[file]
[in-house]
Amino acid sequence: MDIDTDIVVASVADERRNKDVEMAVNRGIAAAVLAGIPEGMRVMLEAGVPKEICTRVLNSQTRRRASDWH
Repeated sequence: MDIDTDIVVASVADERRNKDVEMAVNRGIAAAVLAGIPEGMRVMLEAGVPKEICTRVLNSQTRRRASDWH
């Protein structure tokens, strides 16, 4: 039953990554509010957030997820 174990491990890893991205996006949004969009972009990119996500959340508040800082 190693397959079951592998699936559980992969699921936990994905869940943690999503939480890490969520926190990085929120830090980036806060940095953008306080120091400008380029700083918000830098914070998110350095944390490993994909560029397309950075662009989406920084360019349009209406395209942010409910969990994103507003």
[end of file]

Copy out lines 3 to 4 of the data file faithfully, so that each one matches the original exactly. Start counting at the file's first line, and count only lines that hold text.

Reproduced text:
Repeated sequence: MDIDTDIVVASVADERRNKDVEMAVNRGIAAAVLAGIPEGMRVMLEAGVPKEICTRVLNSQTRRRASDWH
């Protein structure tokens, strides 16, 4: 039953990554509010957030997820 174990491990890893991205996006949004969009972009990119996500959340508040800082 190693397959079951592998699936559980992969699921936990994905869940943690999503939480890490969520926190990085929120830090980036806060940095953008306080120091400008380029700083918000830098914070998110350095944390490993994909560029397309950075662009989406920084360019349009209406395209942010409910969990994103507003």